## Generator Functions in JavaScript (with real-world examples) ## written by Abdus on 12 November, 2020

Table of Contents

Before I start writing anything, here’s a discloser: I knew about generator functions since a long time, but did not really had a chance to use them. In this blogpost, I will demonstrate implementation of generator functions in real-world scenerios.

Generator Function

Generator Function

Before we begin, let’s quickly revise what generator functions are. They are a special kind of function which is used to generate an iterator.

An Iterator is an Object which implements the Iterator Protocol.

The Iterator Protocol defines a standard way to produce sequential values and potentially a return value when all values have been generated. - MDN

Function Signature for Generator Functions

Function signature for a Generator Function is similar to a regular function. The only difference is that, in iterator function, keyword function is followed by an astrics(*).

// function signature
function* generator(args) {}

yield Keyword

As soon as the keyword yield is encountered, the function execution will pause. And the value will be returned.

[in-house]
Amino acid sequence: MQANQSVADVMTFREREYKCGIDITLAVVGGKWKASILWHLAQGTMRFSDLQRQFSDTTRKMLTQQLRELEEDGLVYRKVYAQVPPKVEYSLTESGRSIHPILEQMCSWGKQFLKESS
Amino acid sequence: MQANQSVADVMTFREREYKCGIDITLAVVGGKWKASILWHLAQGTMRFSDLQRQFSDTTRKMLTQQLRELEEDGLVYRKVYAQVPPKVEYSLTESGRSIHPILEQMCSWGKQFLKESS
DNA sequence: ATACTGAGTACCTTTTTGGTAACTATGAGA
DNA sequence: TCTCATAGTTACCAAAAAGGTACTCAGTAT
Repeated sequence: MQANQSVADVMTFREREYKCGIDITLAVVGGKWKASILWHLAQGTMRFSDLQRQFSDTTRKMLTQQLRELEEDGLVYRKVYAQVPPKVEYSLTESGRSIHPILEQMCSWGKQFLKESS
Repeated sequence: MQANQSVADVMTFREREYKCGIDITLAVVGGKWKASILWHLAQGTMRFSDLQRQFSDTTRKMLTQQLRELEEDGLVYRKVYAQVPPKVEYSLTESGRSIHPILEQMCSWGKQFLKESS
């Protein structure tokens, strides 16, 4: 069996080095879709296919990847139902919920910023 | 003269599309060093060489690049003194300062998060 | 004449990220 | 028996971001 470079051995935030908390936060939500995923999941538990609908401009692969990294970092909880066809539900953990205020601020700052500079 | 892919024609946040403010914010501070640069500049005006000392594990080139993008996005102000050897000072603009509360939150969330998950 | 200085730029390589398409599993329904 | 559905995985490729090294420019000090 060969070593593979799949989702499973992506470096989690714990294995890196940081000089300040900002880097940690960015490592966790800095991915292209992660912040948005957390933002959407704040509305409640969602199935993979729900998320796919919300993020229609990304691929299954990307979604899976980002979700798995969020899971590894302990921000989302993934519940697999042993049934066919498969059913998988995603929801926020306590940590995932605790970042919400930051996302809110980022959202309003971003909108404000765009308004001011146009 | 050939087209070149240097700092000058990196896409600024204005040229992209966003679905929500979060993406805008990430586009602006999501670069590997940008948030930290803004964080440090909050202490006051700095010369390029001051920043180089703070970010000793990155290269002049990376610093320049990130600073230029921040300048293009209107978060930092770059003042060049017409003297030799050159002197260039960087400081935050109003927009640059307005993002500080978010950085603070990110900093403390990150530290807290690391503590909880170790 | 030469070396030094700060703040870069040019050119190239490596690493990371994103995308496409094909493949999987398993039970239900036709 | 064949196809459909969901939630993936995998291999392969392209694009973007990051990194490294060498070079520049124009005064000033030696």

// generator function
function* myGen() {
  yield 1;
  yield 2;

Iterator.next(arg) Method

next() is a method to return the current state of the generator function. next() returns an object containing keys value and done. value holds whatever is returned by yield. And done shows if the complete function is done executing.

function* myGen() {
  yield 1;
  yield 2;

const it = myGen();

myGen.next(); // { value: 1, done: false }
myGen.next(); // { value: 2, done: false }

Interesting thing is that, next() may accpet a value if passed. Passed value will be returned as yield expression. For example, name = yield name. Whatever is passed to next() method, will be stored in variable name.

Arguments passed to first invocation of next() will be ignored.

Iterator.return() Method

Assume that, for some reason, you need to complete executing the whole generator function immediately. In such cases, do we have a viable option? Yes! it’s called return()


Just as the title says, I am going to provide a few useful real-world usecases for generator functions.

1. Generating Unique ID

Unique IDs are important at multiple scenerios. It gets tricky to generate those. Most of the time we depend upon external libraries.

To generate an unique ID, either we could simply write a number generator using Generator Functions. Or we could convert them to some sort of strings. Both ways works good.

Below is an example to generate unique strings.

function* GenerateUniqueID() {
  let i = 0;
  while (true) {
    const str = btoa(i);
    yield str;

What this would do? It will simply create a Base64 representation of a given number. Use this output as classname/key/id for any HTML element.

Another method could be to hash that number using MD5, SHA or similar. This way, the resultant string would always be equal in length.